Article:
As of Cascading 2.2, the Fields class can hold type information for each field, and the Cascading planner can propagate that information from source Tap instances to downstream Operations through to sink Tap instances.
This allows for Taps to read and store type information for external systems and applications, error detection during joins (detecting non-comparable types), to enforce canonical representations within the Tuple (prevent a field from switching arbitrarily between String and Integer types), and to allow for pluggable coercion from one type to another type, even if either isn't a Java primitive.
To declare types, simply pass type information to the Fields instance either through the constructor or via a fluent API.
Example 7.2. Fluent
Fields resultFields = new Fields( "count" ).applyTypes( long.class ); // null becomes 0
Note the first example uses
Long is an object, we are letting Cascading know
that the null value can be set. If declared
(a primitive) then null becomes zero.
In practice, typed fields can only be used when they declare the results of an operation, for example:
Example 7.3. Declaring Typed Results
Pipe assembly = new Pipe( "assembly" ); // ... Fields groupingFields = new Fields( "date" ); // note we do not pass the parent assembly Pipe in Fields valueField = new Fields( "size" ); Fields sumField = new Fields( "total-size", long.class ); SumBy sumBy = new SumBy( valueField, sumField ); Fields countField = new Fields( "num-events" ); CountBy countBy = new CountBy( countField ); assembly = new AggregateBy( assembly, groupingFields, sumBy, countBy );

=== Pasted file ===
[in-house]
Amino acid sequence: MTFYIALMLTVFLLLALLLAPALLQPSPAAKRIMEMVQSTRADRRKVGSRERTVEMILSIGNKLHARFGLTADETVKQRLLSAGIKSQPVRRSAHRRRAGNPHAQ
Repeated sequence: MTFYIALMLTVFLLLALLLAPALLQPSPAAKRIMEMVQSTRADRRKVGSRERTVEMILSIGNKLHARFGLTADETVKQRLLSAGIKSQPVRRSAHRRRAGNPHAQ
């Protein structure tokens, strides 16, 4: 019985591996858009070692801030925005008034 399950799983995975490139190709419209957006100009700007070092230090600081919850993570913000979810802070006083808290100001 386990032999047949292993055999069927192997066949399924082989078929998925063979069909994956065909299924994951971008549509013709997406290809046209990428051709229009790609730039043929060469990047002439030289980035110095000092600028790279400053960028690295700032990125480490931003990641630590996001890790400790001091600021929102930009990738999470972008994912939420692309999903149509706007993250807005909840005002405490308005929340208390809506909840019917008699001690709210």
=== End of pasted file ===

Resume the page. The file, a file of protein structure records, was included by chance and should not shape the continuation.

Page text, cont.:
Here the type information serves two roles. First, it allows a downstream consumer of the field value to know the type maintained in the tuple. Second, the SumBy sub-assembly now has a simpler API and can get the type information it needs internally to perform the aggregation directly from the Fields instance.
Note that the
TextDelimited and other
Scheme classes should have any type information
declared so it can be maintained by the Cascading planner. Custom
Scheme types also have the opportunity to read
type information from any field or data sources they represent so it can
be handed to the planner during runtime.
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